Sometimes, I wonder, am I grateful, often enough?
At the end of a long day, after countless tasks, before I close my eyes for sleep, I have honestly to ask myself, did I make space for gratitude to enter into the tasks of this day? Did I notice, as I hand-watered the pear tree at twilight, the way in which the late summer grass was reflecting the sky. Threads of sunlight woven into meadow grass. Did I say aloud or to myself “my goodness, this is beautiful.”
There is you see, for me at least, something about gratitude that has to do with awareness. Gratitude is the recognition of beauty, of goodness, of awe, of grace and I am not sure that I am grateful without reflection, that is to say, without taking the time to recognize the blessedness of this human experience. In other words, if I am so busy pushing my wheelbarrow from here to there and stacking firewood and cutting back old raspberry canes and collecting eggs, am I noticing the unsayable beauty of this world, and am I letting it in? Am I pausing enough times in each day (for the three-seconds that it takes) to notice what an honour it is, to be alive.
Sometimes, I think our culture’s conception of gratitude is an automatic response that comes after one gets what one wants. People say “you must be grateful for all that you have.” What does this mean? The words must and grateful should not even be put together in the same sentence. Gratitude has nothing to do with “having anything.” I am not sure we could hold on to it even if we wanted to. Gratitude, is like happiness, it passes through moments, a free agent in the great mystery, uncontainable, like the wind. Gratitude is not something to muster, or conjure, it is the natural result of what arises when we pay attention, when we pause for long enough to acknowledge the profound privilege that is, to be living on planet earth, having a human experience. I think our best hope then (if we want to know gratitude) is to stop for long enough to notice it passing by, to smile and nod and feel the great warmth that pours through when it swoops over. Gratitude after all, needs nothing more than a point of entry, a way into our human hearts, and somehow I believe that this is our task: to be the point of entry for gratitude to come into the world, and in this way, be known.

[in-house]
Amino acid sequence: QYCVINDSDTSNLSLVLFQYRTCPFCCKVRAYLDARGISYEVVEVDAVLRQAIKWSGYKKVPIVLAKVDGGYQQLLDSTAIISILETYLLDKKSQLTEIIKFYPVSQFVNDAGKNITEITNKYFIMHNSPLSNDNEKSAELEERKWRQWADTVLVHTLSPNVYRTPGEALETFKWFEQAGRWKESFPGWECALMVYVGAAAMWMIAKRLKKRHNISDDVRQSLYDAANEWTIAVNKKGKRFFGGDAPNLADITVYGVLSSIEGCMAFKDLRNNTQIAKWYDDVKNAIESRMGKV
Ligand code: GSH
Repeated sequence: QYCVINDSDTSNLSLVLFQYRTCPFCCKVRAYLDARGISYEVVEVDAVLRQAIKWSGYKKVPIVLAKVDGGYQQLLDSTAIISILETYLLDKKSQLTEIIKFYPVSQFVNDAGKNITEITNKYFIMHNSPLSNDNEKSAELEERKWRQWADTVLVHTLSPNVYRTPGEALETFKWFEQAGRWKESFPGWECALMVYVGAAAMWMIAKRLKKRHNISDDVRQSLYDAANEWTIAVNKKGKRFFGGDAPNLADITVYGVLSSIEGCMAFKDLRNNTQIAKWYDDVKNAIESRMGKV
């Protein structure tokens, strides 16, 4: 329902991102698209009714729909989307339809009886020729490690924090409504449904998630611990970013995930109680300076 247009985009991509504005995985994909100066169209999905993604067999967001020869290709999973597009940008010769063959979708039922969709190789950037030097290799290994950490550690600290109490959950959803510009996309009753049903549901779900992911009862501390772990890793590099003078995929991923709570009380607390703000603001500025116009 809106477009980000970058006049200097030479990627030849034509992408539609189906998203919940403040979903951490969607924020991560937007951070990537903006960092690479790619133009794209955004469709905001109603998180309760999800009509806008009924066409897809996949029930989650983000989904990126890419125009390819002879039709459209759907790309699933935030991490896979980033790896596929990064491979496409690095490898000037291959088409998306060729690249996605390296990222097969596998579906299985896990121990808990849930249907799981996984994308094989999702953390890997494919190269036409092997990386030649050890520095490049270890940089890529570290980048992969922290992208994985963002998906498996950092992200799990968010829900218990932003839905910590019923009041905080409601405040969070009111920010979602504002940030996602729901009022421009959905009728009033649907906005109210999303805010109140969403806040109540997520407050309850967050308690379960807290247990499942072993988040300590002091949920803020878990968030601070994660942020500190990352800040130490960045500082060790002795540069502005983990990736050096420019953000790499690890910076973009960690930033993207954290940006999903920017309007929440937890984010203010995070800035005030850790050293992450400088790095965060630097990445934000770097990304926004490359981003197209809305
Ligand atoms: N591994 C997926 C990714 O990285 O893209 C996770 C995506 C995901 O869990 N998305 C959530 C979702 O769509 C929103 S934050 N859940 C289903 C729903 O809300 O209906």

Maybe gratitude comes easier in the autumn months, when there is more time to reflect, after the harvest is in. And if this be the case, then Honey Grove these days, is a flood gate of gratitude….for bees
and the medicine they make.
And when my dear friend (and fellow beekeeper) Nikiah Seeds came to visit, we could not contain our love for the bees. And so, with the help of her sweet daughter Zahra, we built a flower mandala in the bee yard, and oh what a time we had!
And as the day length shortens and the nights get colder, we are enjoying the fruits of our labours and we are giving thanks, in the way that I believe farmers always have done, with heads bowed and hands folded, in reverence. There are delicious meals being eaten next to the wood-fire oven. And when the oven is not full of bread or pizza….
it bakes granola and roasts local free-range chickens. YUM.
Yes, there is at long last a pause here on Honey Grove. As summer packs her bags and goes south for the winter, autumn is arriving in all her golden glory, and for this moment at least, we find ourselves in the pause between seasons, which has allowed us to stop for long enough, to allow gratitude to enter. Welcome Gratitude.
Harvest Blessings from Honey Grove,
Nao, Mark, Gus and All at Honey Grove~
PS- The beautiful photo collages you see here are the creations of my dear friend Nikah Seeds, from her visit a few weeks ago. Thank you Nikiah!
PPS- Gus wanted me to mention that gratitude is nowhere near as complicated as I have made it sound. He says it is just about feeling Love, and that Love is Everywhere. ( I think he is on to something).